IFAT | In your opinion, what is the biggest hurdle on the way to a genuine circular economy?
Hasenkamp | One of the biggest hurdles is that many political guidelines are not clear enough. One example: some packaging can be recycled, others not. The legislator hopes that an incentive system will encourage manufacturers to use substances that can be easily recycled and to use more recyclates, which is, however, not happening to a sufficient extent. This shows that incentives are sometimes just not enough.
IFAT | How do you assess the Green New Deal by EU Commissioner Ursula von der Leyen?
Hasenkamp | It is good that the Green Deal takes into account not only climate protection but also environmental protection. The design of the system must aim to advance issues that have so far been neglected: eco-design, the expansion of deposit systems, durability and reparability—especially of electronic goods. Consumers also need to be better informed about the environmental impact of products, as they are too often misled—keyword: greenwashing.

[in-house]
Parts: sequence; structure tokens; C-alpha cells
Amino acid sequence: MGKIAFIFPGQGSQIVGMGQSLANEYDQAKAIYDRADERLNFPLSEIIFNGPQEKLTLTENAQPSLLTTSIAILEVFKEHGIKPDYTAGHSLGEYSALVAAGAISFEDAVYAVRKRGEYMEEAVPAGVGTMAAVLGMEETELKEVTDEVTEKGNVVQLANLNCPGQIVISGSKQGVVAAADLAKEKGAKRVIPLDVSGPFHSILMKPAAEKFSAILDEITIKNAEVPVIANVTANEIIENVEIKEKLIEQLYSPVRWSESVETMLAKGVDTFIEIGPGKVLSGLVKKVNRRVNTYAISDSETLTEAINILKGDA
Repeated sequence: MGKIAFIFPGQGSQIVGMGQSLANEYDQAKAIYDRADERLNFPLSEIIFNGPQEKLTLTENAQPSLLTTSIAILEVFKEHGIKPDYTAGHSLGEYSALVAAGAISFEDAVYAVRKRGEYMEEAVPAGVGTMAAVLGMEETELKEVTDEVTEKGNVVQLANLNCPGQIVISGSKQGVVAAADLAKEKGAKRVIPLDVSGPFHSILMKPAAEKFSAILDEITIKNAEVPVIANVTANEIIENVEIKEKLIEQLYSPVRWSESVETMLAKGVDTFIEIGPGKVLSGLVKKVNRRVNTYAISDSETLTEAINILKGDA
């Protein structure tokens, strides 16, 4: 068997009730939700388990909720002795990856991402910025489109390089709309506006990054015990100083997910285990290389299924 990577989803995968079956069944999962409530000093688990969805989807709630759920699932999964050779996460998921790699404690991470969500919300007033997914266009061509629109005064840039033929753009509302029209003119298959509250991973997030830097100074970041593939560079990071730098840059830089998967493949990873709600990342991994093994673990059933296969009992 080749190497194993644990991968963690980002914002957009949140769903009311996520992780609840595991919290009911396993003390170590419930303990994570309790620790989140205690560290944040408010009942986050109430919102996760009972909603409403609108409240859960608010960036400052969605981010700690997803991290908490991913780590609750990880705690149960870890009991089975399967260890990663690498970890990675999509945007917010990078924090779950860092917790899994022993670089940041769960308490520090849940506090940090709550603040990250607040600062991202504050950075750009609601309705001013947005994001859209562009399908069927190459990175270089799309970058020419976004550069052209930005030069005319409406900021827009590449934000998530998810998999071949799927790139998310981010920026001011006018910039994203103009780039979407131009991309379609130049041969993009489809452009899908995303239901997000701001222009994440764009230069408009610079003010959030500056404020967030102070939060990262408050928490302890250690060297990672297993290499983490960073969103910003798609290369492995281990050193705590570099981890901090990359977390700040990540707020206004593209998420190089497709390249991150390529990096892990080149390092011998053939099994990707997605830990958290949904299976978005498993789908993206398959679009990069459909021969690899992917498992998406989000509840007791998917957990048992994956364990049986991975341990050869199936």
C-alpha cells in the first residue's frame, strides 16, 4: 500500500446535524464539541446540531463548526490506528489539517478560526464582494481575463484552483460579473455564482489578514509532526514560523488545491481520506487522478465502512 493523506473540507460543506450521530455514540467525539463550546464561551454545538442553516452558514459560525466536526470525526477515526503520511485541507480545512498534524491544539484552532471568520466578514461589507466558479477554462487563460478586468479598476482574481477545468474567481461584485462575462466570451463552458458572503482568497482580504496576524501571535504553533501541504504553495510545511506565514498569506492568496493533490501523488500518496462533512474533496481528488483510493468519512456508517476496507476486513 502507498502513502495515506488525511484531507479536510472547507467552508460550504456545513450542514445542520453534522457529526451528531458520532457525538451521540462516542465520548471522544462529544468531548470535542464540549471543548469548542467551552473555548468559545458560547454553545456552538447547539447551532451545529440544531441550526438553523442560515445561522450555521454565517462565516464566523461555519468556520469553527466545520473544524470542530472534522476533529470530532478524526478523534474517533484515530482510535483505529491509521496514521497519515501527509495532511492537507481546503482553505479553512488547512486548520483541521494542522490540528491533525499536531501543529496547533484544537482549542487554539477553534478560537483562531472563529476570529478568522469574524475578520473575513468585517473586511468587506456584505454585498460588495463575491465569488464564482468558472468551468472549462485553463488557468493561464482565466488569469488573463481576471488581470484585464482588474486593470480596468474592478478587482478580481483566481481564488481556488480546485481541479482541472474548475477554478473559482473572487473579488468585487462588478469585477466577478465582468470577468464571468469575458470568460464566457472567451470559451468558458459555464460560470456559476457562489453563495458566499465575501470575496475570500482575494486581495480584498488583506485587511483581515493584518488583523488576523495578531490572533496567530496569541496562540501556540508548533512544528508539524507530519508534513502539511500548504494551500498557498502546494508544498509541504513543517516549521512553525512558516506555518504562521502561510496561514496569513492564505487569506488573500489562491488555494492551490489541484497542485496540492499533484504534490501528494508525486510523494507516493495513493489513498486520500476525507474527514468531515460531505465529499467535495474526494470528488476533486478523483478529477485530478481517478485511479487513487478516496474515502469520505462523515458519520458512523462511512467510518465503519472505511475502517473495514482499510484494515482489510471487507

IFAT | What expectations do you have of the upcoming IFAT 2020?
Hasenkamp | For us as an association, IFAT is one of the most important events of the year. I am curious to see the technical innovations at IFAT and I also hope that the subject of sustainability will also be reflected in the trade fair itself. At VKU, the focus is on new drive technologies for municipal vehicles, the implementation of the EU Plastics Directive and the digitalization of waste management.